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Stolen vehicle examiners

Published on 24 May 2023
Written by PC Jamie Orme and PC Neil Clark, Merseyside Police
Spotlight on a role: Qualified stolen vehicle examiners (QSVEs)
Going equipped
3 mins read

The Vehicle Crime Group within Merseyside Police is made up of three police officers, who are all qualified stolen vehicle examiners (QSVEs). We have a combined 60 years of policing service between us, with varied backgrounds from neighbourhood policing to roads policing.

We carry out physical examinations of vehicles and vessels on a daily basis, including cars, motorcycles, caravans, trailers and boats, as well as plant and agricultural machinery. When a vehicle’s identity has been altered it’s our responsibility to work out why and how, and to find out its true identity. We use various methods to do this, such as overt and covert security features, identifying component parts and chemical recovery. This is a process used to restore a vehicle’s identifiable features when they have been erased or ground out.

On a typical day, we’ll assess, prioritise and then carry out requests to examine vehicles. We use dedicated police recovery garages and have to be forensically aware, as we examine some vehicles prior to any form of crime scene investigation (CSI) work. We also compile reports and photographs for each examination, and update officers with our findings.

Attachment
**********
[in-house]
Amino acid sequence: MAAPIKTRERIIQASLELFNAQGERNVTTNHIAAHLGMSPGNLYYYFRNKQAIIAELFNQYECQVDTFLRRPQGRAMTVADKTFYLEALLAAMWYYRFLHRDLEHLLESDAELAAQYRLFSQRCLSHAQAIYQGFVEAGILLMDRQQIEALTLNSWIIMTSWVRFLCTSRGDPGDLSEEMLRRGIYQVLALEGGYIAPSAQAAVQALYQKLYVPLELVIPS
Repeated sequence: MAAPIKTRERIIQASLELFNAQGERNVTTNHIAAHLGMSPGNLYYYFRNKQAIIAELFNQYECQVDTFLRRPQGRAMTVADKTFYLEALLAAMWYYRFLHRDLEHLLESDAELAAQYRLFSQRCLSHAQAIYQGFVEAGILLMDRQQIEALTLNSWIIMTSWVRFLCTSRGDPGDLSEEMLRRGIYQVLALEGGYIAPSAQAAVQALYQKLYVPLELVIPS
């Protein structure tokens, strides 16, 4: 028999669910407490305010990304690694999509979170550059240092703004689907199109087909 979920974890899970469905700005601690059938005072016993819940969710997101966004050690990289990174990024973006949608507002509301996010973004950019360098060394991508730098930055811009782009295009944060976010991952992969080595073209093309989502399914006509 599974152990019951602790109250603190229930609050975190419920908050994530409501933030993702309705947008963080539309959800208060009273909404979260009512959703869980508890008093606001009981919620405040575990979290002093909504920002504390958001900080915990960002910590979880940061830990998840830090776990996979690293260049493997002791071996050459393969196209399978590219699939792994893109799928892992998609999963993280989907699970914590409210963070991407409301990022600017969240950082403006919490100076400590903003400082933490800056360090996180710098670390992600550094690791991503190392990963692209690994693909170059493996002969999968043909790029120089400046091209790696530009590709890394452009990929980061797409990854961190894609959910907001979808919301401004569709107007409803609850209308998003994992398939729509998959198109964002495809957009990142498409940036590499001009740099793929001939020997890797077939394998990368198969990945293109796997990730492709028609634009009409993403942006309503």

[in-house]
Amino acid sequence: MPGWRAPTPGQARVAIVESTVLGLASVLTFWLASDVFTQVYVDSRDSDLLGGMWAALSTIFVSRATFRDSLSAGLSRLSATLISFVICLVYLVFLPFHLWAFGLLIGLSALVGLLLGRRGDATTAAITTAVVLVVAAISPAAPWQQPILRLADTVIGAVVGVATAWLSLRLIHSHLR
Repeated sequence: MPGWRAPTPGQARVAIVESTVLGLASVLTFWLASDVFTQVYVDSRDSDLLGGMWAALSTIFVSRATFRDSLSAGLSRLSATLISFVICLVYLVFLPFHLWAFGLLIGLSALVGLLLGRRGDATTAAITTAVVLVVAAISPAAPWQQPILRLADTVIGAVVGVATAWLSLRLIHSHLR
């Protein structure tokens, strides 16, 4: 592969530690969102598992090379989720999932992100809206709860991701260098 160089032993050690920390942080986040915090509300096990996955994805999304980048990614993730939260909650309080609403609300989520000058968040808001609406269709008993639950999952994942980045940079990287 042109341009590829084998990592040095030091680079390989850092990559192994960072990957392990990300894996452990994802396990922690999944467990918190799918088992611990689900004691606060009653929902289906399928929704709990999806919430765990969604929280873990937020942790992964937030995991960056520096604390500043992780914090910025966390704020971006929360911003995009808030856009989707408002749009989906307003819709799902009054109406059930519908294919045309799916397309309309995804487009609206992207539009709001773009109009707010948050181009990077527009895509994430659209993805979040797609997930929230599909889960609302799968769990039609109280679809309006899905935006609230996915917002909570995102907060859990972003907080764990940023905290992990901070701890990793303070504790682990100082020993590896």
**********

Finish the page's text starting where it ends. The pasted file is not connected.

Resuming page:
Our role has become far more diverse over the last few years, due to advancements in vehicle technology. We assist with telematic and digital enquiries, for anything from stolen vehicles through to murder. We often advise officers – for example, on whether a vehicle is supported for embedded data tracking services.

We’re also a single point of contact between officers and vehicle manufacturers. All forces nominate officers to be placed on the LEAD list (Law Enforcement Auto-Industry Directory), with our function being to triage enquiries and to prevent manufacturers from being asked any unnecessary questions.

We’re often called upon to attend chop-shops. These are locations used to dismantle stolen vehicles, where their parts are then sold on or used to repair crash-damaged vehicles. A chop-shop may be discovered by spontaneous incidents or pre-planned from intelligence. We examine complete vehicles and their component parts, to identify where the parts originate from.

The QSVE role varies between forces. As it doesn’t require a warranted officer to perform the role, many forces in England and Wales have accredited police staff as their QSVEs. Some forces have a ‘multi-hatted’ approach, where the QSVE will also have another role, such as roads policing or rural and wildlife crime team.

We have an excellent support network among fellow QSVEs, and we are all active members of the National Association of Stolen Vehicle Examiners (NASVE), which holds regular meetings to discuss current trends and experiences.

Colleagues are often surprised to hear we exist and what expertise we can offer. We recommend you to find out your force’s QSVEs, as they may be able to get you that bit of information you need for an ongoing investigation.

  • This article was peer reviewed by Detective Sergeant Maddie deBuse, Thames Valley Police.
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